In anticipation of the upcoming celebrations of the bicentennial of the independence movements of many Latin American countries, the Oliveira Lima Library has collaborated with Special Collections on a guide to relevant source material. 

Holland, William, active 1782-1817. General Miranda, an accurate likeness taken at Barbadoes (1806).

 

While the materials presented focus on Mexico, Brazil and Venezuela, we cannot overstate just how much impact these independence movements had throughout the whole of the European continent, particularly in the ever more powerful British Empire. Readers will thus note the presence of many materials written in English. It should also be noted that the materials contained in this guide do not merely relate to portrayals of the great figures of the time, though figures like Agustín de Iturbide, Simón Bolívar, Francisco de Miranda and Dom João VI are certainly present. In many instances, readers will also gain insight into daily life in the erstwhile colonies.

We hope you enjoy this guide as much as we did working alongside the staff at Special Collections! To access the libguide, please visit the following link: https://guides.lib.cua.edu/c.php?g=1163778

Chamberlain, Henry, Lieutenant, 1796-1843. Views and costumes of the city and neighbourhood of Rio de Janeiro, Brazil (1822). Plate 4: A market stall.

To access materials in the Oliveira Lima Library, please schedule a visit with us via email at cua-limalibrary@cua.edu.

OLL Blog – Engraved Illustrations of Jesuit Martyrdoms During the Persecution of Christianity in Early Modern Japan – Jan Levin Propach

Dr. Jan Levin Propach

Postdoctoral Researcher at the Ludwig Maximilian University of Munich – Department of Catholic Theology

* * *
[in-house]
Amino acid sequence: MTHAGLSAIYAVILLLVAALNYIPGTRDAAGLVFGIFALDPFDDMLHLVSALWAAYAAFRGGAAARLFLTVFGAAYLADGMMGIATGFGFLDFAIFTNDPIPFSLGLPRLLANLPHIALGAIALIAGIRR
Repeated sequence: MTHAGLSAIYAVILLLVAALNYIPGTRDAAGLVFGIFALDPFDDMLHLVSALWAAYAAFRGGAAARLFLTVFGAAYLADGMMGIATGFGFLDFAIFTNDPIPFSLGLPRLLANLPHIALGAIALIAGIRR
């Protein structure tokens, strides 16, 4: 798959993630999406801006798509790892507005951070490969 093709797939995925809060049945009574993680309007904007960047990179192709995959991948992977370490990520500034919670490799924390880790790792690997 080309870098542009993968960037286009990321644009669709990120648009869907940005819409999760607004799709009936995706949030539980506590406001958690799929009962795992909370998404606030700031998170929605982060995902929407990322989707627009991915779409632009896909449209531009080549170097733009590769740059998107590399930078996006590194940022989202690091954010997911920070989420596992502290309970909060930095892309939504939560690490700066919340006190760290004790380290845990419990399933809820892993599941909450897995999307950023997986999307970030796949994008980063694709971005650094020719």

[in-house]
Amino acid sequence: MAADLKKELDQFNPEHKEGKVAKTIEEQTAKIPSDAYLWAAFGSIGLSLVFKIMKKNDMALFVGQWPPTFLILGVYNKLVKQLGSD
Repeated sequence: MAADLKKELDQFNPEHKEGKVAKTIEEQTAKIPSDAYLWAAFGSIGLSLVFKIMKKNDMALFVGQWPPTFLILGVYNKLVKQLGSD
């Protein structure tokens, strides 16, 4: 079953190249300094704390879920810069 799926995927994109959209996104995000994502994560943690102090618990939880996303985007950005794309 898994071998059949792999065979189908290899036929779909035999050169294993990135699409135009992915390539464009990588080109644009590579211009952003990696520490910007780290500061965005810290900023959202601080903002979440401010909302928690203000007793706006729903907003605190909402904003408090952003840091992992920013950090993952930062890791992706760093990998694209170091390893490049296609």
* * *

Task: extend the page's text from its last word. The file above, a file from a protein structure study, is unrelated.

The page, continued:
The Oliveira Lima Library contains a collection of engraved illustrations showing Jesuit martyrdoms during the persecution of Christianity in 17th century Japan. Even though these illustrations were made in Europe in a propagandistic manner, they tell a story which is not well-known in the West: the rise and fall of Christianity in Early Modern Japan.

In 1549 Francis Xavier S.J. (1506–1552)—one of the first disciples of Ignatius of Loyola S.J. (1491–1556)—arrived at Japan’s southern Island Kyushu together with two other Jesuits and a former Samurai. What political context did the missionaries enter? Since the Ōnin War (1467–1477), Japan was no longer reigned by the emperor and a shogun (Muromachi Shogunate). Instead, dozens of small local rulers (daimyō and kunishū), different Buddhist monasteries fought for their supremacy. The three Great Unifiers Oda Nobunaga (1534–1582), Toyotomi Hideyashi (1537–1598) and Tokugawa Ieyasu (1543–1616) attempted to bring the Age of Warring States (sengoku) to an end and to unify the country under the reign of a shogun again.

Martyrdom of Augustinus Ota S.J. (1572-1622). IN: Cardim. Elogios e ramalhete de flores… (1650)